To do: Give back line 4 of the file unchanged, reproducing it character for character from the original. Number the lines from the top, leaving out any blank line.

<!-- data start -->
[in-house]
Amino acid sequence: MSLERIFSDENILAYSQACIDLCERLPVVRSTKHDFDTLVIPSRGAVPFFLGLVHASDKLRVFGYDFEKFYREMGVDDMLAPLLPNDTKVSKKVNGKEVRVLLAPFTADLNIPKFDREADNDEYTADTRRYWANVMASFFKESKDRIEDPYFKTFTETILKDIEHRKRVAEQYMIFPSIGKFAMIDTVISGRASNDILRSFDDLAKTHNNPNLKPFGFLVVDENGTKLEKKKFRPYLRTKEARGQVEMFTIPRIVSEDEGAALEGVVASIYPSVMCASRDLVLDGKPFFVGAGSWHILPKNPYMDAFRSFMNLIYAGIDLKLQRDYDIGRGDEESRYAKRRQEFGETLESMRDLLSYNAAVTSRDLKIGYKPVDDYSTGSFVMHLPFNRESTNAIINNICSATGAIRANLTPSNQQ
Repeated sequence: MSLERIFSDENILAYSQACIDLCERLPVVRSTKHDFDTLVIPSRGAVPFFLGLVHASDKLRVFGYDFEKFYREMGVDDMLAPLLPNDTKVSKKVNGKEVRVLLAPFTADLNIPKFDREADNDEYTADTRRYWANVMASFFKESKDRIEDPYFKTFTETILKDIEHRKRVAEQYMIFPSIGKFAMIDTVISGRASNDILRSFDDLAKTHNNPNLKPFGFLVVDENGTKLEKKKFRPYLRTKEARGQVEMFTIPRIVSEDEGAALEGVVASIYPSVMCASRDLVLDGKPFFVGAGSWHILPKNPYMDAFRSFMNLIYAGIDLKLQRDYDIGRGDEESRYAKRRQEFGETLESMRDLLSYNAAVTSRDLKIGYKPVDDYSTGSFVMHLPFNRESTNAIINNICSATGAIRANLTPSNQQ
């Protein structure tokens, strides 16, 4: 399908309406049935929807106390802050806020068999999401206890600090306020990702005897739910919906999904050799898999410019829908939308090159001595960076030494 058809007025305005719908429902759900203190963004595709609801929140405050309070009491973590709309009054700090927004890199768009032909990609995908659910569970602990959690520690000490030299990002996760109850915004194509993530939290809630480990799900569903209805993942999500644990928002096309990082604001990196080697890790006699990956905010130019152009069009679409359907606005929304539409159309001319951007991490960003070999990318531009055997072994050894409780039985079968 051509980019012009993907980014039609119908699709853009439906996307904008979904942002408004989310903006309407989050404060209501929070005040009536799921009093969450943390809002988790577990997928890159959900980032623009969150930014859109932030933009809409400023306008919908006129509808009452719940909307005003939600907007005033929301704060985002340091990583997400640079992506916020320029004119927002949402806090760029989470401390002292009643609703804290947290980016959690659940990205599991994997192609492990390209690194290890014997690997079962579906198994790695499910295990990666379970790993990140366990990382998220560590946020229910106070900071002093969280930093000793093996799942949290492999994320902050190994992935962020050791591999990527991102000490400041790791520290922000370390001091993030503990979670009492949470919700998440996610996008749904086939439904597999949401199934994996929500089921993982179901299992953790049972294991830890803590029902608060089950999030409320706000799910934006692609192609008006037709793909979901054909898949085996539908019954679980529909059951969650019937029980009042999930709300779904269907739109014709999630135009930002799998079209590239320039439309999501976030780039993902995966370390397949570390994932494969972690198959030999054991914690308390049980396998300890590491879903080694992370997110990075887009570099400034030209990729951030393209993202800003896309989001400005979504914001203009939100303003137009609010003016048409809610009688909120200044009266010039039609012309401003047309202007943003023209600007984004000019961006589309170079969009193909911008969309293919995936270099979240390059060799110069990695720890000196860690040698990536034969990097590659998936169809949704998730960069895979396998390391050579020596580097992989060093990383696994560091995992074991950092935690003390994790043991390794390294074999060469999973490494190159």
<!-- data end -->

């Protein structure tokens, strides 16, 4: 399908309406049935929807106390802050806020068999999401206890600090306020990702005897739910919906999904050799898999410019829908939308090159001595960076030494 058809007025305005719908429902759900203190963004595709609801929140405050309070009491973590709309009054700090927004890199768009032909990609995908659910569970602990959690520690000490030299990002996760109850915004194509993530939290809630480990799900569903209805993942999500644990928002096309990082604001990196080697890790006699990956905010130019152009069009679409359907606005929304539409159309001319951007991490960003070999990318531009055997072994050894409780039985079968 051509980019012009993907980014039609119908699709853009439906996307904008979904942002408004989310903006309407989050404060209501929070005040009536799921009093969450943390809002988790577990997928890159959900980032623009969150930014859109932030933009809409400023306008919908006129509808009452719940909307005003939600907007005033929301704060985002340091990583997400640079992506916020320029004119927002949402806090760029989470401390002292009643609703804290947290980016959690659940990205599991994997192609492990390209690194290890014997690997079962579906198994790695499910295990990666379970790993990140366990990382998220560590946020229910106070900071002093969280930093000793093996799942949290492999994320902050190994992935962020050791591999990527991102000490400041790791520290922000370390001091993030503990979670009492949470919700998440996610996008749904086939439904597999949401199934994996929500089921993982179901299992953790049972294991830890803590029902608060089950999030409320706000799910934006692609192609008006037709793909979901054909898949085996539908019954679980529909059951969650019937029980009042999930709300779904269907739109014709999630135009930002799998079209590239320039439309999501976030780039993902995966370390397949570390994932494969972690198959030999054991914690308390049980396998300890590491879903080694992370997110990075887009570099400034030209990729951030393209993202800003896309989001400005979504914001203009939100303003137009609010003016048409809610009688909120200044009266010039039609012309401003047309202007943003023209600007984004000019961006589309170079969009193909911008969309293919995936270099979240390059060799110069990695720890000196860690040698990536034969990097590659998936169809949704998730960069895979396998390391050579020596580097992989060093990383696994560091995992074991950092935690003390994790043991390794390294074999060469999973490494190159």